Vessels of Mercy
I consume, therefore I am. For years I attended Redeemer on a regular basis and became part of an exclusive and yet popular community in Manhattan known as the Christian Consumer Com-munity. I would drink down the worship, breathe in the sermons and literally eat up the cookies & muffins during the fellowship time after the service on Sundays. Even my Christian relationships were based on the strength of my appetite for fellowship.
There was nothing inherently wrong with what I was doing. By design, Redeemer and other NYC Churches offer great worship and teaching on Sundays as well as opportunities to connect during the week. This is what fuels community. But as time passed, I began to look around at all the volunteers who were assisting in feeding me and all the other consumers in the congregation. My heart began to desire something more. Soon after this desire came, I was nominated to join the Diaconate.
One of the most unique Christian ministries in NYC is the Diaconate at Redeemer. Over the past few years as a deacon (deek), I have witnessed and experienced a community of men & women who are united in helping people who have needs that go beyond what the average Christian consumer has. There are people sitting among us in church every Sunday who are in financial, emotional and spiritual crisis. As deeks, we pray with these people and meet on a regular basis to provide financial assistance and other resources such as grocery cards and metro cards. The Diaconate is a mercy ministry where people come not as consumers of Redeemer, but who are often detached from community and whose hearts and minds are broken.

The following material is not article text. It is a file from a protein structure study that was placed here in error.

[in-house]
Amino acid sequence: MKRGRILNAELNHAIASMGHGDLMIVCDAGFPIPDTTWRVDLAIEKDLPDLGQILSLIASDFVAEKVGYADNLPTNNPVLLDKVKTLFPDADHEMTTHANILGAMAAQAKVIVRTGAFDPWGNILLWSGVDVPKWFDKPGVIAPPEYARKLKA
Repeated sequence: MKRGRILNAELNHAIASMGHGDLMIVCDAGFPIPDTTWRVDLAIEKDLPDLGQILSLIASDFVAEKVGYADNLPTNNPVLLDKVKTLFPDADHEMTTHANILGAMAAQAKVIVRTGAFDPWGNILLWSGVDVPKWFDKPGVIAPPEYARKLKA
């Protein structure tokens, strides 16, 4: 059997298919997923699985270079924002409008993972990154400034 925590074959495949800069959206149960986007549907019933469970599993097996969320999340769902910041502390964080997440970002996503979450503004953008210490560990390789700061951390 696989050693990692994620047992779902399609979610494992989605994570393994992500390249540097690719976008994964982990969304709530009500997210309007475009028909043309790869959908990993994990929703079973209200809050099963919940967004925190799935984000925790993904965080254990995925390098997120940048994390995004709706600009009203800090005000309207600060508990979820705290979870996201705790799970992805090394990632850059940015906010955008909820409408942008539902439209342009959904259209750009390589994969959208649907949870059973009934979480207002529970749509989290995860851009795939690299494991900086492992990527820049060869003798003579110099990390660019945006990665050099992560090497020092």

What is my motivation to serve as a deacon? It has to do with realizing what God has done and is doing in me. I have experienced God’s mercy in my own personal life and as a deacon; I have come to a deeper appreciation for the Gospel. It has been humbling for me to experience and share in the brokenness of others. It is the opposite of being a consumer. Extending mercy requires me to look somewhere other than my own appetite.
After being fed, Jesus said to Peter, “Feed my sheep.” This is how we serve in community with others on the Diaconate and I praise God for opening my eyes to the call. If you or someone you know in the congregation is in need of prayer or other practical assistance, I encourage you to reach out to a deacon or deaconess after the services on Sunday or call the Diaconate helpline. If you are a Redeemer member and have the desire to serve as a deacon or deaconess, or if you know a fellow member who you feel is gifted to serve, please consider being nominated or nominating someone this month.
Jesus did not consume anything on the cross but was rather consumed for us so that we might become vessels of mercy for others.
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